“I was in Wellington back in 1968 when the Wahine disaster happened. There was a huge storm in Cook Strait and the ferry foundered, killing 51 people. We spent all day in a little boat, rowing and rescuing people. It was a terrible time but it made me want to get out there and help people in the water, which is why I went on to become one of the founding members of Coastguard Wellington.
“I’d always had a yearning for the sea, had always sailed and had a stint as a sea scuba instructor, so it seemed like the right thing to do – to get out there. After a while in Wellington, I moved to Auckland and Coastguard Auckland, where I’ve been since.
“I’ve been involved with most aspects of the organisation, most notably as a qualified search and rescue tutor with Coastguard Boating Education, which saw me receive the tutor of the year award a few years ago. I guess you could say I’ve had my fingers in a lot of pies; I like to give back and thoroughly enjoy training and responding to call-outs in the city.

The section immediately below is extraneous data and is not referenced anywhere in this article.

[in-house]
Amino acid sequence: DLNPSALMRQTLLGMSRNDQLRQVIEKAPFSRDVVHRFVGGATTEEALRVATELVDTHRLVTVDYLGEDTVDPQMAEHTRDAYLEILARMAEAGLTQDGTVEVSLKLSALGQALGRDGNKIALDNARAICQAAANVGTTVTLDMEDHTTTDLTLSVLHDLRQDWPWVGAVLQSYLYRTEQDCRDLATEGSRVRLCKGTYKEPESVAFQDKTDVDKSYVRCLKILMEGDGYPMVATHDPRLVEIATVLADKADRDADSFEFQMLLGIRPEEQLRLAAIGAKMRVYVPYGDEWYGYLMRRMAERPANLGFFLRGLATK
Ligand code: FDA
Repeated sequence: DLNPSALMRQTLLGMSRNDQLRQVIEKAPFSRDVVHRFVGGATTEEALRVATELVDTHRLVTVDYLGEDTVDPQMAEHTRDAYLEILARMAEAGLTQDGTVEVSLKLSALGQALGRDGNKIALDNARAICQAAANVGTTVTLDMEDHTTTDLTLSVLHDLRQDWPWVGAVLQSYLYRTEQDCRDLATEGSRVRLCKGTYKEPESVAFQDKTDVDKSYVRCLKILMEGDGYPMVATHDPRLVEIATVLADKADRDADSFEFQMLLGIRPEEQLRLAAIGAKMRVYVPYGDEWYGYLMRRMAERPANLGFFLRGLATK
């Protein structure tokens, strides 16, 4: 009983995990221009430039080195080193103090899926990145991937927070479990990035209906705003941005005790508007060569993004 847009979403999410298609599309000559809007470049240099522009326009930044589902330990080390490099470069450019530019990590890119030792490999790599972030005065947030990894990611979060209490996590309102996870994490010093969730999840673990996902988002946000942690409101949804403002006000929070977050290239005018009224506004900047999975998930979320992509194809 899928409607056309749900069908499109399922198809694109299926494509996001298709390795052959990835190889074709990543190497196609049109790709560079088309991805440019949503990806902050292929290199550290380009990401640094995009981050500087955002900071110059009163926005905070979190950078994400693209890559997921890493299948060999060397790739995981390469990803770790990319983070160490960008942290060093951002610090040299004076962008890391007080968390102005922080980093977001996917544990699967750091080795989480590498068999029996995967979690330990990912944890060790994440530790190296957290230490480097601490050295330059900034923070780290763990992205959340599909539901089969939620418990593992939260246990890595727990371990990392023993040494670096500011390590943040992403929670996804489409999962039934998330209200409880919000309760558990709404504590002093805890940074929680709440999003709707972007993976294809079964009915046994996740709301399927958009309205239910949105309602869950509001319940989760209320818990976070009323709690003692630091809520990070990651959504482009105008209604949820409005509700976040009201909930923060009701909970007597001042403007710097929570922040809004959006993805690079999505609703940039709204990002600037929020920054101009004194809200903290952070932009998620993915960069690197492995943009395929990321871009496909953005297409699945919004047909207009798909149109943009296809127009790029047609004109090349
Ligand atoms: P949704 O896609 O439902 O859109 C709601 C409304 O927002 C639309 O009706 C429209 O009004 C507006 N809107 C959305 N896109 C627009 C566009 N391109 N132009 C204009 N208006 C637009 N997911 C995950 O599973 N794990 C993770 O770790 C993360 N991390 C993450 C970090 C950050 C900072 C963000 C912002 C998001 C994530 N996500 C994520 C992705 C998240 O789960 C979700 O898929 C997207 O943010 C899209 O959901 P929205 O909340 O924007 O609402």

“We get a lot of young crews coming through who have a thirst for knowledge and I like being a part of that. It’s also important that we keep our training up to speed so we feel comfortable and confident to put ourselves in any position and know we can handle it. That includes boat-handling skills; firefighting, mechanical and people skills; fitness, swimming; and technology changes.
“Since working with Coastguard, I’ve been involved in too many incidents to count, most of which have had happy endings with new members signing up to Coastguard. I remember rescuing a woman who had a heart attack on a vessel near Ponui Island. We were met en route back to Auckland by a rescue helper with spare oxygen and then by a paramedic and the woman was taken away to hospital. Some weeks later we got an extremely nice thank you letter, which made us feel very humble.
“There’s a real feeling of satisfaction you get from helping people in their moment of need that makes you do it. It’s great to be able to put all of our training into practice so we can operate safely and look after the crews and the boat.”
Volunteer for Coastguard Manawatu
Day job: Manager of Foxton Mitre 10
Involvement with Coastguard: Since 2008